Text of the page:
RSI Smoothing


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John Ehlers

07 Aug, 2006

in Technical Analysis

There is more to smoothing an RSI than just taking a moving average after the RSI is computed. By applying some advanced filters in the process of computing the RSI you can not only get better smoothing but also enhance the turning points of this proven indicator.

Smoothing indicators usually means making a tradeoff between the amount of smoothing you desire and the amount of lag you can stand.   It turns out that the RSI can be smoothed and enhanced with minimum lag penalty.  The thesis of this article is to show you how this is done.

Welles Wilder defined the RSI as

RSI = 100 - 100 / (1 + RS)
  where RS = (Closes Up) / (Closes Down)
         = CU / CD

RS is shorthand for Relative Strength.  That is, CU is the sum of the difference in closing prices over the observation period where that difference is positive.  Similarly, CD is the sum of the difference in closing prices over the observation period where that difference is negative, but the sum is expressed as a positive number.  When we substitute CU/CD for RS and simplify the RSI equation, we get

In other words, the RSI is the percentage of the sum of the delta closes up to the sum of all the delta closes over the observation period.  The only variable is the observation period.  To have maximum effectiveness the observation period should be half of the measured dominant cycle length.  If the observation period is half the dominant cycle, then for a pure sine wave, the closes up is exactly equal to the total closes during part of the cycle from the valley to the peak.  In this case, the RSI would have a value of 100.  During another part of the cycle – the next half cycle – there would be no closes up.  During this half cycle the RSI would have a value of zero.  So, in principle, half the measured cycle is the correct choice for the RSI observation period.

The Smoothing Trick
If the waveshape of market prices were a pure sinewave, CU would be a sinewave in phase with the prices and CU + CD in the denominator would sum to a constant value.  In this case it would make little difference whether smoothing was done after the RSI was computer or whether the smoothing was done before the ratio in the computation is taken.  As a practical matter, the denominator of the RSI calculation often swings in synchronization with the numerator.  It is important that if smoothing is done prior to taking the ratio in the RSI calculation that the same amount of lag be introduced in both the numerator and denominator to retain their synchronization.

The real trick to enhancing the RSI through smoothing is to smooth the difference in closing prices before the RSI computation is started.  Doing this, the inevitable little jiggles in CU due to those occasional down days that occur in up markets can be substantially reduced.  Similarly, the jiggles in CD on those occasional up days that occur in down markets are also reduced.  Further, smoothing all the differences in closing prices is mathematically identical to smoothing the sum of CU and CD.  The end result of smoothing the differences in closing prices before computing the RSI is that not only is the RSI function smoothed, but also that the peak swings in the response are retained, or even enhanced.  So the strategy is to smooth the difference in closing prices prior to computing the RSI using these smoothed values.  The question that remains is what is the best way to do the smoothing.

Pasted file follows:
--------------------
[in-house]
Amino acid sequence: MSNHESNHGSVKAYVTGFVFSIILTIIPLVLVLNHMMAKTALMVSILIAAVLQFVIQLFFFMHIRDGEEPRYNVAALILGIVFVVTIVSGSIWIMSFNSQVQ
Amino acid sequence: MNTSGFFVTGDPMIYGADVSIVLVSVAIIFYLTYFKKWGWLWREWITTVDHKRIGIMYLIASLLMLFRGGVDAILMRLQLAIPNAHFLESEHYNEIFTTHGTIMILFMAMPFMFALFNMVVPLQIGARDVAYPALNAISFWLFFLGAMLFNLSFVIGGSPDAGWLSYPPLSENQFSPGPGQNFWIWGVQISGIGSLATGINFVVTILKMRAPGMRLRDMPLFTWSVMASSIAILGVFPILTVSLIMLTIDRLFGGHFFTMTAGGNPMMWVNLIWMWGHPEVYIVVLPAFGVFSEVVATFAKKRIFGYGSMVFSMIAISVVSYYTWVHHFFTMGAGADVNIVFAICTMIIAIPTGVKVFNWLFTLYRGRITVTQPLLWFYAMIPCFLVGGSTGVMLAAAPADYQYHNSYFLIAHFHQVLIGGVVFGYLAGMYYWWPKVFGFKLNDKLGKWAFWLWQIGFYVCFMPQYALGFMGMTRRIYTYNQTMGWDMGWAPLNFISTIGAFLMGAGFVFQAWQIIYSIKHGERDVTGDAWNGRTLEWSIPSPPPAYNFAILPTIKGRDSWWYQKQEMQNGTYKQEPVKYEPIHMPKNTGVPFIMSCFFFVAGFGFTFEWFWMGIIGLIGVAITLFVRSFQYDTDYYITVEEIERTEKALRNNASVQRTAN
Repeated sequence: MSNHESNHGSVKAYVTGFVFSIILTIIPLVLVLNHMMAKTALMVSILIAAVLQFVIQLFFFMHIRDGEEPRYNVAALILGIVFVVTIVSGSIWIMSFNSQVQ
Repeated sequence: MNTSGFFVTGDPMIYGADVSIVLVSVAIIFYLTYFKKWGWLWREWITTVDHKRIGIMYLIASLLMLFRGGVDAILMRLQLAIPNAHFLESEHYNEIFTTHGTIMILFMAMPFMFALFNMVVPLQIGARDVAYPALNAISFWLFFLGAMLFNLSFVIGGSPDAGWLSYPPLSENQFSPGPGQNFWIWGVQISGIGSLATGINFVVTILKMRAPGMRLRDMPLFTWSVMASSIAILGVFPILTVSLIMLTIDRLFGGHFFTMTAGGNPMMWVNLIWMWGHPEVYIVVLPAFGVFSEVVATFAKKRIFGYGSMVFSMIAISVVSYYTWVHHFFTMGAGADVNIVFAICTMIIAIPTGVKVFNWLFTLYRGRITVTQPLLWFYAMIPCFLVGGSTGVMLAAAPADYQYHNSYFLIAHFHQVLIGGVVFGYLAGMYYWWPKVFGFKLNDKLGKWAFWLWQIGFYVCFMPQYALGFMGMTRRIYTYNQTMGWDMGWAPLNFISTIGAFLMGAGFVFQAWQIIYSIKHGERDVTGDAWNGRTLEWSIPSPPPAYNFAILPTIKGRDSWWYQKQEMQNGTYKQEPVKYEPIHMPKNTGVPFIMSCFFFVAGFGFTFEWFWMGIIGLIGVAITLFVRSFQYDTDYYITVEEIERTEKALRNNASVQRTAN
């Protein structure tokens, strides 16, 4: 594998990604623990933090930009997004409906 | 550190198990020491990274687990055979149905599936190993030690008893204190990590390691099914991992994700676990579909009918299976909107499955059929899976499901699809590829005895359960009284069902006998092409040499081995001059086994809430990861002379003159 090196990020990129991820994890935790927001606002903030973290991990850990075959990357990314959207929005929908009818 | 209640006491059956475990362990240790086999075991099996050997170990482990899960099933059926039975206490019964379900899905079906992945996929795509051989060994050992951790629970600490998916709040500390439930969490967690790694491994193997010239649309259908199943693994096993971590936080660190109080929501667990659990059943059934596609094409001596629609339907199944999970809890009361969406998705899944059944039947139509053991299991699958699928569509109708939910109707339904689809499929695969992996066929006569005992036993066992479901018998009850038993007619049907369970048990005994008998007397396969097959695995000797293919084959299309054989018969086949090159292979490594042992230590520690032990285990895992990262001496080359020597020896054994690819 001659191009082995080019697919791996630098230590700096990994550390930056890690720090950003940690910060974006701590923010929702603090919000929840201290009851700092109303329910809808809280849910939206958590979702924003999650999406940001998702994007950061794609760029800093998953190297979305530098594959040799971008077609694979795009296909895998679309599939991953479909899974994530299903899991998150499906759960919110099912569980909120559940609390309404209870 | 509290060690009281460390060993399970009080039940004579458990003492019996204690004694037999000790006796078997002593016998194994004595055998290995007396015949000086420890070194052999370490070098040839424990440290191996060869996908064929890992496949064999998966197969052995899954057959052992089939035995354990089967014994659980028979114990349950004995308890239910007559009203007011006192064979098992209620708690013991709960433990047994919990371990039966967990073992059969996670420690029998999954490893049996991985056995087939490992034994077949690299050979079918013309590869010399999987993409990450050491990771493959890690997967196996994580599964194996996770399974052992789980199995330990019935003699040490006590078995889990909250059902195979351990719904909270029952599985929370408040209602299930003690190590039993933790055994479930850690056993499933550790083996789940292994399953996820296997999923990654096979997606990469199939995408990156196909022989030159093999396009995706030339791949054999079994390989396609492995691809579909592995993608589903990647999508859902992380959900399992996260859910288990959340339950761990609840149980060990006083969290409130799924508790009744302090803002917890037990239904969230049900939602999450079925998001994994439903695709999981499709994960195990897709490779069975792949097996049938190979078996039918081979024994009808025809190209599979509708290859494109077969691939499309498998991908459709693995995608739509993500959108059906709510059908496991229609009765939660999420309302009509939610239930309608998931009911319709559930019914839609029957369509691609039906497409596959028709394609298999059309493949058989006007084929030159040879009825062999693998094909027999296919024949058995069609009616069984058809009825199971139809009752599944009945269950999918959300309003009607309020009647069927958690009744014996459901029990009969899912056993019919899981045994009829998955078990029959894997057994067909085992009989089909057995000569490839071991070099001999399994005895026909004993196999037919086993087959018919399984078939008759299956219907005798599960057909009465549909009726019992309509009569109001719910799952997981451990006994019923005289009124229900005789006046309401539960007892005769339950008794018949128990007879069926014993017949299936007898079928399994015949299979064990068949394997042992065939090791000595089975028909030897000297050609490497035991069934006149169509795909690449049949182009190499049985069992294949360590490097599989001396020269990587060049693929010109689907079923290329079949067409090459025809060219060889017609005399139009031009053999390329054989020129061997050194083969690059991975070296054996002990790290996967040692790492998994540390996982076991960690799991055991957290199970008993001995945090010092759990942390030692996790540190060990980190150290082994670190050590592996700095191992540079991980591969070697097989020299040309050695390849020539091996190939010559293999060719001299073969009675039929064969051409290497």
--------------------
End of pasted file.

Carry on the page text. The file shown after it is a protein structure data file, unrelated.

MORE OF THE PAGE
IIR (Infinite Impulse Response) filters, such as the EMA (Exponential Moving Average), have a nonlinear phase response which results in different amounts of lag for the various frequency components in the smoothed waveform.  On the other hand, FIR (Finite Impulse Response) filters, such as SMA (Simple Moving Average), produce  the same lag for all frequency components in the smoothed waveform.  For an “N” length FIR filter the amount of lag is (N – 1)/2.  For example, a three bar SMA would have a lag of exactly one bar for all frequency components in its smoothed output and a two bar SMA would have a lag of only one-half a bar.  So what value of N (the order of the filter) should we choose?  Clearly, we want to minimize the order of the FIR filter to minimize the lag.

The frequency response of a two bar SMA is shown in Figure 1, where the frequency is normalized to the Nyquist sampling rate.  Since there must be at least two samples per cycle, the highest frequency on this scale is a 2 bar cycle.  The cycle period is computed as 2/(Normalized Frequency).  The two bar cycle is nearly completely removed by the two bar SMA.  This makes sense because the up-down sampling of a perfect 2 bar cycle exactly averages to zero in a 2 bar SMA.  When we extend the length of the SMA to three bars we can use the notation for the coefficients of the SMA as:

C = [1 1 1]/3

That is, the sum of the coefficients must sum to unity.  The frequency response of the  three bar SMA is shown in Figure 2.  In this case, the 3 bar cycle is completely removed, but there are residual contributions in the output from 2 bar cycles.

Continuing to increase the order of the FIR filter, if we select a four bar weighted coefficient filter as:

C = [1 2 2 1]/6

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I really enjoyed this article from John Ehlers, it helps us to understand that we can do so much more with indicators than use them straight out of the can! I hope we can have some more from John please.
Just so people without tradestation can appreciate the article better the chart below shows a standard RSI, johns SRSI from the code in the article and one that I put together HRSI for a now closed thread (The Bat sonar :lol: )



Aug 19, 2006

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